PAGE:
V = c(4/3,1/2,-1,-7,-8,-32); Conic(V)
#C1=function(x,y)  1.333333 * x^2 + 0.5 * x*y + -1 * y^2 + -7 * x + -8 * y + -32 
#hyperbola  xC = 3.223881  yC = -3.19403
#dir.trasv.ax 2.359818 0.25   dir.coniug.ax -0.25 2.359818 
#V1  7.934077 -2.69503  V2  -1.486316 -3.69303 
#F1 10.40555 -2.433201  F2 -3.957791 -3.954859  eccentr 1.524707 
#In C2 there is the curve formed by the 2 asymptotes
fraction( c(xC,yC) )
# 216/67 -214/67
                 
PLANE(-10,15, -15,10); CURVE(C1,"blue")
POINT(xC,yC,"seagreen"); CUR(C2,"red"); POINT(xC,yC,"seagreen")
POINT(xF1,yF1,"red"); POINT(xF2,yF2,"red")
l2p(xF1,yF1,xF2,yF2, "seagreen")
 
               
 
text(3,-1,"C",cex=0.8); text(-3.4,-2.5,"F2",cex=0.8); text(12,-3.8,"F2",cex=0.8)
 
It's a hyperbola. And in fact (1/2)^2+4*4/3*1 > 0
 
All the hyperbolae whose asymptotes are represented by the equation C2(x,y)=0 can be
represented by an equation of the form C2(x,y)=k. Fixed a point we can find the
hyperbola passing trough it. In this case I can find the hyperbola passin trough V1:
 
CC2 = function(x,y) C2(x,y)-Q
E = function(x) C2(xV1,yV1)-x; Q = solution(E,0, -100,100)
CUR(CC2, "cyan")                            # I see (above) that the curve is the same
 
---------- ---------- ---------- ---------- ---------- ---------- ---------- ----------
 
Let's look at another example:
x^2+y^2-2*x*y+4*x+4 = 0
 
conic()
#Use  Conic(w)  where w is c(a,b,c,d,e,f)  for  a*x^2+b*x*y+c*y^2+d*x+e*y+f = 0 
#C1 and, as appropriate, xC,yC, xV,yV, xF,yF, xF1,yF1, xF2,yF2, FV are stored
#Use  fraction(xC),..,fraction(yF2)  if you want to try to find fractional forms
 
W = c(1,-2,1,4,0,4); Conic(W)
#C1=function(x,y)  1 * x^2 + -2 * x*y + 1 * y^2 + 4 * x + 0 * y + 4 
#parabola  xV = -1.25  yV = -0.25   dir.ax.symm = -1 -1
#F -1.5 -0.5      In C2(x,y) there is the  directrix
PLANE(-4,1/2, -3,1.5); CURVE(C1, "blue")
CUR(C2, "red"); POINT(xV,yV, "brown"); POINT(xF,yF, "red")
l2p(xF,yF,xV,yV, "seagreen")
 
               eccentricity = 1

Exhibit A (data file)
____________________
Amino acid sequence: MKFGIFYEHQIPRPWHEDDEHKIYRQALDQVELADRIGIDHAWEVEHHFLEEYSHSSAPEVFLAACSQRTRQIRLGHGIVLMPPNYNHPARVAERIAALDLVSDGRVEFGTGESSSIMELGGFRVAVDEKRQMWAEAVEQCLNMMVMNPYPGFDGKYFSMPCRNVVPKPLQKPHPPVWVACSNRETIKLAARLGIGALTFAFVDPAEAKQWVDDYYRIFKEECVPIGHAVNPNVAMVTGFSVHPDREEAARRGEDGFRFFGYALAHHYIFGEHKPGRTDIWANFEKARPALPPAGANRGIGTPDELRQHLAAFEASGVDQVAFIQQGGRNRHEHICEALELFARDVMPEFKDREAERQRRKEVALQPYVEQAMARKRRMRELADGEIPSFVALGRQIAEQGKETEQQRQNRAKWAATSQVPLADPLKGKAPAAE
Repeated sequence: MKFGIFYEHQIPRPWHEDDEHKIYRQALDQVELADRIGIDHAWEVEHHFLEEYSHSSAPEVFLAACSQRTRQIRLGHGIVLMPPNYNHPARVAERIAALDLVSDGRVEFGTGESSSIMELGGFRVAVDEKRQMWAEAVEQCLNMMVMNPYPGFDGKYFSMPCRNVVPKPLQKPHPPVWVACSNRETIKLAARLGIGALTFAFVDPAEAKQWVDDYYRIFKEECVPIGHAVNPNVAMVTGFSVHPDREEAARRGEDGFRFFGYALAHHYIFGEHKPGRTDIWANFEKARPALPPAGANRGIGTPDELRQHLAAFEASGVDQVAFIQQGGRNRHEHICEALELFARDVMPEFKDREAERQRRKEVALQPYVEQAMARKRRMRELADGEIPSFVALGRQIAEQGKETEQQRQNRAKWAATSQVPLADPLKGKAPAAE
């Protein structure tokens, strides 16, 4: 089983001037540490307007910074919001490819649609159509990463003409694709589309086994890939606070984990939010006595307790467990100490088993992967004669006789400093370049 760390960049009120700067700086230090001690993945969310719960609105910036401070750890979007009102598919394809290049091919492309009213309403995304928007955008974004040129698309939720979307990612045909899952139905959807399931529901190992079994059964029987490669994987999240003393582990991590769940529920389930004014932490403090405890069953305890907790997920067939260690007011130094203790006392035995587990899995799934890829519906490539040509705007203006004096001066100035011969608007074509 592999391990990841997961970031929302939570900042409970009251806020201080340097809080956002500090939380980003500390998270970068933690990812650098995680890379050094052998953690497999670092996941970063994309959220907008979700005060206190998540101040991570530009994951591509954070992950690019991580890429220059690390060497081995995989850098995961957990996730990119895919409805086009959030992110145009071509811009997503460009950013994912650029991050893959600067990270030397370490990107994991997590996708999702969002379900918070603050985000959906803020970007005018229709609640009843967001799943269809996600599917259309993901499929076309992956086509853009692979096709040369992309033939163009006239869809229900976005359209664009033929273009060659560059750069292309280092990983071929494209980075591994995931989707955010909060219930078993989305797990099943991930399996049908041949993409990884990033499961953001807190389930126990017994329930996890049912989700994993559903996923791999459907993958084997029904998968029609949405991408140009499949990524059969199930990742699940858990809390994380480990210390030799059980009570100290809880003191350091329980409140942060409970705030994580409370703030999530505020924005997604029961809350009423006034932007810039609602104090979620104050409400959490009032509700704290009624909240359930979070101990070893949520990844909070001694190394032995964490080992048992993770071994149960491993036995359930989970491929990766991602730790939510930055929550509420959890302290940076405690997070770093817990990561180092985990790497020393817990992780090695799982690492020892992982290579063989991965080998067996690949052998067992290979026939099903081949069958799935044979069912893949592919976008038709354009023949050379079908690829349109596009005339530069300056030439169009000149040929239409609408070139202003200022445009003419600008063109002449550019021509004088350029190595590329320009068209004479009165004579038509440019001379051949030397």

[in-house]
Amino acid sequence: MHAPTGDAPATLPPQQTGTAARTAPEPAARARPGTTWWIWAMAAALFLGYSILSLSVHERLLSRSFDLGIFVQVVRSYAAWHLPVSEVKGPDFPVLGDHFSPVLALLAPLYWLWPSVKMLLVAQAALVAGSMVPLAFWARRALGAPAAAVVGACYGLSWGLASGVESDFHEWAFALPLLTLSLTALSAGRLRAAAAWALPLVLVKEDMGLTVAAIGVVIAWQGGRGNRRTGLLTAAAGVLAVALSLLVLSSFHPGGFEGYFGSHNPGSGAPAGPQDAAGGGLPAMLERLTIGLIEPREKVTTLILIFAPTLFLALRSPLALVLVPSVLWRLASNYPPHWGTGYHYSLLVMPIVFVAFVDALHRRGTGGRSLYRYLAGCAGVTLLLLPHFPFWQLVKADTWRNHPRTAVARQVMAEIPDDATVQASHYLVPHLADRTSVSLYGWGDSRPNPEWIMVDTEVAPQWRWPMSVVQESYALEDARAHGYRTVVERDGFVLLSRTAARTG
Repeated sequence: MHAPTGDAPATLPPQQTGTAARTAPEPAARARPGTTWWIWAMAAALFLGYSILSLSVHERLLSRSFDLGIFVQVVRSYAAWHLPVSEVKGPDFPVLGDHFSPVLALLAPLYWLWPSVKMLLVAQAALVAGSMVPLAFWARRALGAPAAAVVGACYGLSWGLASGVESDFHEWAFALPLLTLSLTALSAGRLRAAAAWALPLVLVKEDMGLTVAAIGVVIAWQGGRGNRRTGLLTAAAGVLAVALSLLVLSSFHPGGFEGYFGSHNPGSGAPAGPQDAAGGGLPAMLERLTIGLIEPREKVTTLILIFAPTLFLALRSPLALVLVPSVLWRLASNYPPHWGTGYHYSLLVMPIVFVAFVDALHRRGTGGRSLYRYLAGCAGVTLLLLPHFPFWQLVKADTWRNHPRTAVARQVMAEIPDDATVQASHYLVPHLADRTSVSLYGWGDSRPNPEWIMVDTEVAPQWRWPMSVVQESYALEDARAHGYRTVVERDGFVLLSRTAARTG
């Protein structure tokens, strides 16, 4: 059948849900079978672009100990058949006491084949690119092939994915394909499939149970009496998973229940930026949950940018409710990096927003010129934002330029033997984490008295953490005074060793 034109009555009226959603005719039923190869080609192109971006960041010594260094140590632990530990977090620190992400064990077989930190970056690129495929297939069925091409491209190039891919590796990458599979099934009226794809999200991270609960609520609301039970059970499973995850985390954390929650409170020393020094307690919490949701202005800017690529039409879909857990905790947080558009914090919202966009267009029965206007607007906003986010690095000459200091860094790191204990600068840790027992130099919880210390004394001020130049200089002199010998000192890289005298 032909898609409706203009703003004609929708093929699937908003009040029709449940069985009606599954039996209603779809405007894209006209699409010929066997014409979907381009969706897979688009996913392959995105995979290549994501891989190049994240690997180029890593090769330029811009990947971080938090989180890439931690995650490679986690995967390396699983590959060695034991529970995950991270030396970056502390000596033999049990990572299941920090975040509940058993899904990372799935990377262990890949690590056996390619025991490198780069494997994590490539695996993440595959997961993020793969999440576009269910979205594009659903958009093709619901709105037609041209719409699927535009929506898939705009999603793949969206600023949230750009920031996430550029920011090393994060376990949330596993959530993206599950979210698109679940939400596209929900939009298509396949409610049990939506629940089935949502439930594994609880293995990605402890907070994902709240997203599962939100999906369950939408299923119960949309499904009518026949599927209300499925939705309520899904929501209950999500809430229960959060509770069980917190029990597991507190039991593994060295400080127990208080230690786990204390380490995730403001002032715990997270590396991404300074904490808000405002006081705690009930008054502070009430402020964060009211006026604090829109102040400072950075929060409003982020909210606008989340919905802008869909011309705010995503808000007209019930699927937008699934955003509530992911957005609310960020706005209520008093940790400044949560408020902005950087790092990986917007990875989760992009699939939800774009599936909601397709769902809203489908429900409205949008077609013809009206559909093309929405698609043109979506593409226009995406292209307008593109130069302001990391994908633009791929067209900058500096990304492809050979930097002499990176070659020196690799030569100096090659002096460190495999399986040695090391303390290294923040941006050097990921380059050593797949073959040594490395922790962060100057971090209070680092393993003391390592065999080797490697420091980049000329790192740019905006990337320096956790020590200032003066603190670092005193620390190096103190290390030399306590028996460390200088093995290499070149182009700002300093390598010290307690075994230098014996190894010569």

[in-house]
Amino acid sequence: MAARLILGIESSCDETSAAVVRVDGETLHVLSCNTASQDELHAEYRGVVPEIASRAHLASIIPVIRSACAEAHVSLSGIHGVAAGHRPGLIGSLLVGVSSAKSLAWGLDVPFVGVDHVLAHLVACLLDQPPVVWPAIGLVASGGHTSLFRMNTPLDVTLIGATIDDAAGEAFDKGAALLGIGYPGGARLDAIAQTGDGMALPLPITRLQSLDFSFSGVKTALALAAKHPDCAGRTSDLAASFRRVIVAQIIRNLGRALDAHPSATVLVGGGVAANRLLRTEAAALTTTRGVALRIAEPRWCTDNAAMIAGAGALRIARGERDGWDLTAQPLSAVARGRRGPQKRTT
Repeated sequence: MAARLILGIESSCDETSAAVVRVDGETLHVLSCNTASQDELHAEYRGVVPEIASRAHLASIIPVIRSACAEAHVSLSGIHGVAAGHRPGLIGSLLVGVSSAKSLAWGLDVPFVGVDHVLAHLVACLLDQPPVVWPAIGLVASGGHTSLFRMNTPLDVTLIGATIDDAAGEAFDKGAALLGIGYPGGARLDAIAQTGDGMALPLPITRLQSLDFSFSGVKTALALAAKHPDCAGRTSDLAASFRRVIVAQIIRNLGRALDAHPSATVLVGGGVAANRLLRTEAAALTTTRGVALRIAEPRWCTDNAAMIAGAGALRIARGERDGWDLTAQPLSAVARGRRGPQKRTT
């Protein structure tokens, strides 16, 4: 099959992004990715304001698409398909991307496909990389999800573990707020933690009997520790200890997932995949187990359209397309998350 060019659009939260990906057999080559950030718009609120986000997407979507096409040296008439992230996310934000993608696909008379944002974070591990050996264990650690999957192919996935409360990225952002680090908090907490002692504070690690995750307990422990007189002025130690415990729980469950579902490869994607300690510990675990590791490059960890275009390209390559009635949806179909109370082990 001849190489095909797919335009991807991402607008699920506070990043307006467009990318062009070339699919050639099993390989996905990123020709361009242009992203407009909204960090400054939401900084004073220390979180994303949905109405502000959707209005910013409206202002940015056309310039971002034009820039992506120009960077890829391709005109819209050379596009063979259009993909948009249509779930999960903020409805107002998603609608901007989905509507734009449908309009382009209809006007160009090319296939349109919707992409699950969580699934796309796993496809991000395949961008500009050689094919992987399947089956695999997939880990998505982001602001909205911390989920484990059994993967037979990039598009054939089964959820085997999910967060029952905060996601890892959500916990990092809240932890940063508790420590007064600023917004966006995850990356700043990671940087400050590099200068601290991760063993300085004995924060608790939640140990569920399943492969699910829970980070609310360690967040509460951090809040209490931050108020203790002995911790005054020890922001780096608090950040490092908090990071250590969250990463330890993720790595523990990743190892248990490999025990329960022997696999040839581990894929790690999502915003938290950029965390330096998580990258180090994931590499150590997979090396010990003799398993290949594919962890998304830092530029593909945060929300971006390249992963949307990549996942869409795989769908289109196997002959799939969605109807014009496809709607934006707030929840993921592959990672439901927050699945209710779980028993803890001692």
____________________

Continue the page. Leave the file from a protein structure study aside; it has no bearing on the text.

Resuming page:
text(-1.03,-0.2,"V",cex=0.8); text(-1.65,-0.36,"F",cex=0.8) text(-1.2,1.2,"directrix",cex=0.9) It's a parabola. And in fact (-2)^2-4*1*1 = 0 ---------- ---------- ---------- ---------- ---------- ---------- ---------- ---------- In the case where the conic is the empty set (eg x^2 + y^2 + 1 = 0) or a point (eg x^2 + y^2 = 0) obviously no graph is obtained. K = c(1,0,1,0,0,1); Conic(K) # C1=function(x,y) 1 * x^2 + 0 * x*y + 1 * y^2 + 0 * x + 0 * y + 1 # the conic does not exist K = c(1,0,1,0,0,0); Conic(K) # C1=function(x,y) 1 * x^2 + 0 * x*y + 1 * y^2 + 0 * x + 0 * y + 0 # the conic is only the point 0 0 Also if the conic is a line no curve can be drawn: w=c(1,-6,9,2,-6,1); Conic(w) # C1=function(x,y) 1 * x^2 + -6 * x*y + 9 * y^2 + 2 * x + -6 * y + 1 # the conic is 1 or 2 lines PLANE(-5,5, -5,5); CURVE(C1,"red") # no curve is obtained, but we can use: CURN(C1,1,"brown") # [ y = F(x) +/- 1e-04 ] See here for the use of CURN. ---------- ---------- ---------- ---------- ---------- ---------- ---------- ---------- ---------- ---------- ---------- ---------- ---------- ---------- ---------- ---------- ---------- ---------- ---------- ---------- ---------- ---------- ---------- ---------- If I want, I can study the ellipse more thoroughly with WolframAlpha If I put 4/3*x^2+y^2+x*y/2-7*x-8*y-32 = 0 and click [Properties] I have the list of properties. To better use this list, go with the mouse under the box and click [A Plaintext] to better copy the values: ellipse foci | (4.32758, -0.902184) | (-0.393151, 7.91858) vertices | (5.65532, -3.38309) | (-1.72089, 10.3995) center | (1.96721, 3.5082) semimajor axis length | 7.81613 semiminor axis length | 6.00576 area | 147.472 perimeter | 43.6092 focal parameter | 7.21054 eccentricity | 0.639994 NOTE: you can get more detailed but less simple information using "focus ...." (see) When the eccentricity is 0 the ellipse is a circle, when it is 1 is reduced to a segment. [The focal parameter of the ellipse - a little used parameter - is, referring to the figure, QC^2/√(VC^2-QC^2) ] Let's look at another way (always using WolframAlpha's information): I make a scale transformation of a circle centered in the origin, taking into account the relationship between the semi-axes; move it by taking into account the center and rotate it by taking into account the coordinates of the foci. PLANE(-10,10, -5,15) C = c(1.96721, 3.5082); R = 7.81613 POINT(C[1],C[2], "green") # The circle centered in the origin with radius = major semi-axis K = function(x,y) x^2+y^2-R^2 # I crushed it so as to give it the shape of the ellipse # ("-1" color does not trace the curve; then I copy the curve to U) ratio = 6.00576/7.81613 multra(K, 1,ratio, 0,0, -1); U = ZZZ # Then I rotate it, move it, carrying O to C, and draw it. D=c(0,A[2]) rottra(U, angle(D,A,B),C[1],C[2],"seagreen") # I can find the parametric equations of the ellipse. They are: X = function(t) a*cos(t)*cos(A)-b*sin(t)*sin(A)+xC Y = function(t) a*cos(t)*sin(A)+b*sin(t)*cos(A)+yC # if it is rotated by an angle A (form the x axis) and a and b are the semiaxis PLANE(-10,10, -5,15) a=7.81613; b=6.00576 # We remember that xF1=4.32758; yF1=-0.902184; xF2=-0.393151; yF2=7.91858; xC=120/61; yC=214/61 inclination(xF1,yF1, xF2,yF2); A=inclination(xF1,yF1, xF2,yF2)/180*pi # -61.84503 param(X,Y, 0,2*pi, "seagreen") # Then I can draw the tangent lines (see). Some examples: t = 90/180*pi; POINT(X(t),Y(t),"blue") d = param_incl(X,Y,t); d # -61.84503 point_inclina(X(t),Y(t),d, "blue") t = 180/180*pi; POINT(X(t),Y(t),"red"); d = param_incl(X,Y,t); d # 28.15497 point_inclina(X(t),Y(t),d, "red") t = 30/180*pi; POINT(X(t),Y(t),"brown"); d = param_incl(X,Y,t); d # 65.07567 point_inclina(X(t),Y(t),d, "brown") ---------- ---------- ---------- ---------- ---------- ---------- ---------- ---------- As before, I can study the hyperbola 4/3*x^2-y^2+x*y/2-7*x-8*y-32=0 with WolframAlpha: hyperbola foci | (-3.95779, -3.95486) | (10.4056, -2.4332) vertices | (-1.48632, -3.69303) | (7.93408, -2.69503) center | (3.22388, -3.19403) semimajor axis length | 4.73655 semiminor axis length | 5.45163 focal parameter | 4.11533 eccentricity | 1.52471 asymptotes | y = 1.43145 x - 7.80887 | y = -0.931454 x - 0.191134 [The focal parameter of the hyperbola - a little used parameter - is, referring to the figure, KV^2/√(KV^2+CV^2)= 5.45163^2/√(4.73655^2+5.45163^2) ] If desired, I can find the angle formed by the asymptotes, using the inclination2 command, which associates inclination to the slope: inclination2(1.43145) # [1] 55.06215 the inclination of a asymptote inclination2(-0.931454) # [1] -42.96746 the inclination of the other inclination2(1.43145)-inclination2(-0.931454) # [1] 98.02961 an angle (in ) formed by two asymptotes (the one that contains # two branches of the curve); the other one is 180 minus this value Hyperboles have the characteristic of having a constant difference (in absolute value) between the distances of their points from the foci. Let's verify this in two points: # foci: A=c(-3.95779, -3.95486); B=c(10.4056, -2.4332) POINT(A[1],A[2], "seagreen"); POINT(B[1],B[2], "seagreen") u=8; h <- function(x) F(x,u); q=solution(h,0, 10,13); q; POINT(q,u, "red") # [1] 12.13707 x of the point with y=8 on the right POINT(A[1],A[2], "seagreen"); POINT(B[1],B[2], "seagreen") line(A[1],A[2],q,u, "seagreen"); line(B[1],B[2],q,u, "seagreen") point_point(A[1],A[2],q,u)-point_point(B[1],B[2],q,u) # [1] 9.473119 the difference between AP and BP u=-10; h <- function(x) F(x,u); q=solution(h,0, -5,-2.5); q; POINT(q,u, "red") # [1] -3.197402 x of the point with y=10 on the left line(A[1],A[2],q,u, "magenta"); line(B[1],B[2],q,u, "magenta") point_point(A[1],A[2],q,u)-point_point(B[1],B[2],q,u) # [1] -9.473119 the difference between AP and BP To the right, the curve drawn as the set of the points whose distances from the foci have difference that (in absolute value) is 9.473119: K = function(x,y) abs(point_point(x,y,A[1],A[2])-point_point(x,y,B[1],B[2]))-9.473119 PLANE(-10,15, -15,10); CURVE(K, "magenta") ---------- ---------- ---------- ---------- ---------- ---------- ---------- ---------- With WolframAlpha, for the parabola x^2+y^2-2*x*y+4*x+4=0 we have: parabola focus | (-3/2, -1/2) = (-1.5, -1/2) vertex | (-5/4, -1/4) = (-1.25, -1/4) semi-axis length | 1/(2*sqrt(2)) = 0.353553 [ FV nella figura = (distanza tra F e la direttrice)/2 [ focal parameter | 1/sqrt(2) = 0.707107 eccentricity | 1 directrix | y = -x - 1 [The focal parameter of the parabola - a little used parameter - is, referring to the figure, 2 * semi-axis ] The parables have equal distances of their points from the focus and the directrix. Let's check it out (getting the chart below to the left). PLANE(-3,0, -3,0); CURVE(H, "brown") V = c(-5/4, -1/4); F = c(-3/2,-1/2) f = function(x) -x-1 POINT(F[1],F[2], "red"); graph1(f, -3,0, "red") # I take a point of the parable, eg. the one of ordinate -2 u=-2; h <- function(x) H(x,u); q=solution(h,0, -2,-1.1); q; POINT(q,u, "red") # [1] -1.171573 # x of the point with y = -2 # where the prependicula intersects the line point_line2(q,u, -1,0,0,-1) # [1] -0.08578644 -0.91421356 segm(q,u, -0.08578644, -0.91421356, "green") segm(q,u, F[1],F[2], "green") # The distances: point_point(q,u, F[1],F[2]) # [1] 1.535534 point_line(q,u, -1,0,0,-1) # [1] 1.535534 # OK I can control the thing by directly drawing (using this feature) the parable: W = function(x,y) point_point(x,y,F[1],F[2])-point_line(x,y, -1,0,0,-1) CURVE(W, "blue") I got the blue figure above right. OK. Other examples of use